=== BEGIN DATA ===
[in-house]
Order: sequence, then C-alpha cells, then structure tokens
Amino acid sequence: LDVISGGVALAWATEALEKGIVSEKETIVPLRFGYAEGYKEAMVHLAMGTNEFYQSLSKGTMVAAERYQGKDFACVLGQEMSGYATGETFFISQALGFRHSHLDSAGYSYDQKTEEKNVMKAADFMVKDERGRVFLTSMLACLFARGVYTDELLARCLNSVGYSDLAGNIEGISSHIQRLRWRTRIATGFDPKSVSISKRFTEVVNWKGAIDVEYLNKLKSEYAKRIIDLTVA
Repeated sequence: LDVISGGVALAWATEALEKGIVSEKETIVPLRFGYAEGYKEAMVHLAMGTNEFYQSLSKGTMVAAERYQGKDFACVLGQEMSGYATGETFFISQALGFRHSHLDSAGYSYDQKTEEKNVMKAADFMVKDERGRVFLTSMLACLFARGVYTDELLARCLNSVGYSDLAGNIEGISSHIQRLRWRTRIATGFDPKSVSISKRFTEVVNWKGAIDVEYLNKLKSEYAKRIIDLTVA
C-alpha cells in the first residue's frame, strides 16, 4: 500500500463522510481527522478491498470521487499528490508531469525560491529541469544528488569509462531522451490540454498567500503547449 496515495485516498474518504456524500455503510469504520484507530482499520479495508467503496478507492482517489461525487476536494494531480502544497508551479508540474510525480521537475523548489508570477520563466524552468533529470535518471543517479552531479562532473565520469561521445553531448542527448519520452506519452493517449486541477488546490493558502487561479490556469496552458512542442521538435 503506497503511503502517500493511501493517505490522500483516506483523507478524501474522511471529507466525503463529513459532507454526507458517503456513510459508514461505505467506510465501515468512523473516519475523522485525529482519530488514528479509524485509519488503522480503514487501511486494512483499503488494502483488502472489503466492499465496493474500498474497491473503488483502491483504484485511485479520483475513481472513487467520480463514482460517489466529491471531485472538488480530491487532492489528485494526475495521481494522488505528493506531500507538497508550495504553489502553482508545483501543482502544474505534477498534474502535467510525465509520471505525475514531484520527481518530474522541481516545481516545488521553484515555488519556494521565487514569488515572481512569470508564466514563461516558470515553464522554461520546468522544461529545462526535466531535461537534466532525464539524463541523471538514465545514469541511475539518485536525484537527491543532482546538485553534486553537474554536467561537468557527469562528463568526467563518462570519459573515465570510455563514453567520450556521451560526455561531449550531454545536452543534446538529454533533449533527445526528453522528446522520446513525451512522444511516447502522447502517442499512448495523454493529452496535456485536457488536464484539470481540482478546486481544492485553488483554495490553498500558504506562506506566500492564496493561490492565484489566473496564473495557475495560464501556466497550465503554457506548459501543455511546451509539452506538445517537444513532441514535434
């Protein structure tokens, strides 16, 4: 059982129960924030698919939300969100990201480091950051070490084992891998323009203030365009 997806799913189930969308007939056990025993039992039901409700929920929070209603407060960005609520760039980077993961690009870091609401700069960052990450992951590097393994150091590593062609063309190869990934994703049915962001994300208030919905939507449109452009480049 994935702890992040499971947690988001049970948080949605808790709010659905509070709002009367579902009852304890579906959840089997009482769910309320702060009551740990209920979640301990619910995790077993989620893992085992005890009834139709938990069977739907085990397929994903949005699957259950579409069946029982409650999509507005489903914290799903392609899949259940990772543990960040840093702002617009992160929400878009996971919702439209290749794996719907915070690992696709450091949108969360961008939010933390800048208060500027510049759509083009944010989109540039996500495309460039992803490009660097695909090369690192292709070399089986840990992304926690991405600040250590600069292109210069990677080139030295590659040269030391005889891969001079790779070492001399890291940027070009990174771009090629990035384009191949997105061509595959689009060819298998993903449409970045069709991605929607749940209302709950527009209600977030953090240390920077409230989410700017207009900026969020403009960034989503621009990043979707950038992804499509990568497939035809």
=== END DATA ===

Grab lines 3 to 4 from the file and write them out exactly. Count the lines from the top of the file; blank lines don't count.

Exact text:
Amino acid sequence: LDVISGGVALAWATEALEKGIVSEKETIVPLRFGYAEGYKEAMVHLAMGTNEFYQSLSKGTMVAAERYQGKDFACVLGQEMSGYATGETFFISQALGFRHSHLDSAGYSYDQKTEEKNVMKAADFMVKDERGRVFLTSMLACLFARGVYTDELLARCLNSVGYSDLAGNIEGISSHIQRLRWRTRIATGFDPKSVSISKRFTEVVNWKGAIDVEYLNKLKSEYAKRIIDLTVA
Repeated sequence: LDVISGGVALAWATEALEKGIVSEKETIVPLRFGYAEGYKEAMVHLAMGTNEFYQSLSKGTMVAAERYQGKDFACVLGQEMSGYATGETFFISQALGFRHSHLDSAGYSYDQKTEEKNVMKAADFMVKDERGRVFLTSMLACLFARGVYTDELLARCLNSVGYSDLAGNIEGISSHIQRLRWRTRIATGFDPKSVSISKRFTEVVNWKGAIDVEYLNKLKSEYAKRIIDLTVA